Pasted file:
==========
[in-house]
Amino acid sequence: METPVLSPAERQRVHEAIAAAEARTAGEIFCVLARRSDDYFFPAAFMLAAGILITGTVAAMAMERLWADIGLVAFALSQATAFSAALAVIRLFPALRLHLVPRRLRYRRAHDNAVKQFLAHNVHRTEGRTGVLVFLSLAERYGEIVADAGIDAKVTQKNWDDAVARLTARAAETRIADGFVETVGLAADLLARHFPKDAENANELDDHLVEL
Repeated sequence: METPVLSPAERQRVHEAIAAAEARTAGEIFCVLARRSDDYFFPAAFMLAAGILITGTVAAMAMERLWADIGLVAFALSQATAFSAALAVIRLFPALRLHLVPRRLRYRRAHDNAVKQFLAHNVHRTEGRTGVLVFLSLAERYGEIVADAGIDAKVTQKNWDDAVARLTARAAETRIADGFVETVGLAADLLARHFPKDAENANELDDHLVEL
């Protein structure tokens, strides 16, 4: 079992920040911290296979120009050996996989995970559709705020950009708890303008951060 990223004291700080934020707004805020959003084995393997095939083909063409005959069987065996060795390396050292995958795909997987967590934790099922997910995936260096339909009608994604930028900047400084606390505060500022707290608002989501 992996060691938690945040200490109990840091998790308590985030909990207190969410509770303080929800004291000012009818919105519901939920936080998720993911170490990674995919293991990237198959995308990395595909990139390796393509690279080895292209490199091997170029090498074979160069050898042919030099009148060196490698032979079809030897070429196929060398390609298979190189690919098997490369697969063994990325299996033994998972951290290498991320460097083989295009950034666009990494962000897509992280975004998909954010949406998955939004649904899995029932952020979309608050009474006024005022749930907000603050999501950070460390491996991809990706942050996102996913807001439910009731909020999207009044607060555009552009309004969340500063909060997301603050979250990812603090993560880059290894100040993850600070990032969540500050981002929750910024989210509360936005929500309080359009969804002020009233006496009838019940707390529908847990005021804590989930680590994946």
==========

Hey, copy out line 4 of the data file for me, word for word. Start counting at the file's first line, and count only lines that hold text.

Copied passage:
């Protein structure tokens, strides 16, 4: 079992920040911290296979120009050996996989995970559709705020950009708890303008951060 990223004291700080934020707004805020959003084995393997095939083909063409005959069987065996060795390396050292995958795909997987967590934790099922997910995936260096339909009608994604930028900047400084606390505060500022707290608002989501 992996060691938690945040200490109990840091998790308590985030909990207190969410509770303080929800004291000012009818919105519901939920936080998720993911170490990674995919293991990237198959995308990395595909990139390796393509690279080895292209490199091997170029090498074979160069050898042919030099009148060196490698032979079809030897070429196929060398390609298979190189690919098997490369697969063994990325299996033994998972951290290498991320460097083989295009950034666009990494962000897509992280975004998909954010949406998955939004649904899995029932952020979309608050009474006024005022749930907000603050999501950070460390491996991809990706942050996102996913807001439910009731909020999207009044607060555009552009309004969340500063909060997301603050979250990812603090993560880059290894100040993850600070990032969540500050981002929750910024989210509360936005929500309080359009969804002020009233006496009838019940707390529908847990005021804590989930680590994946």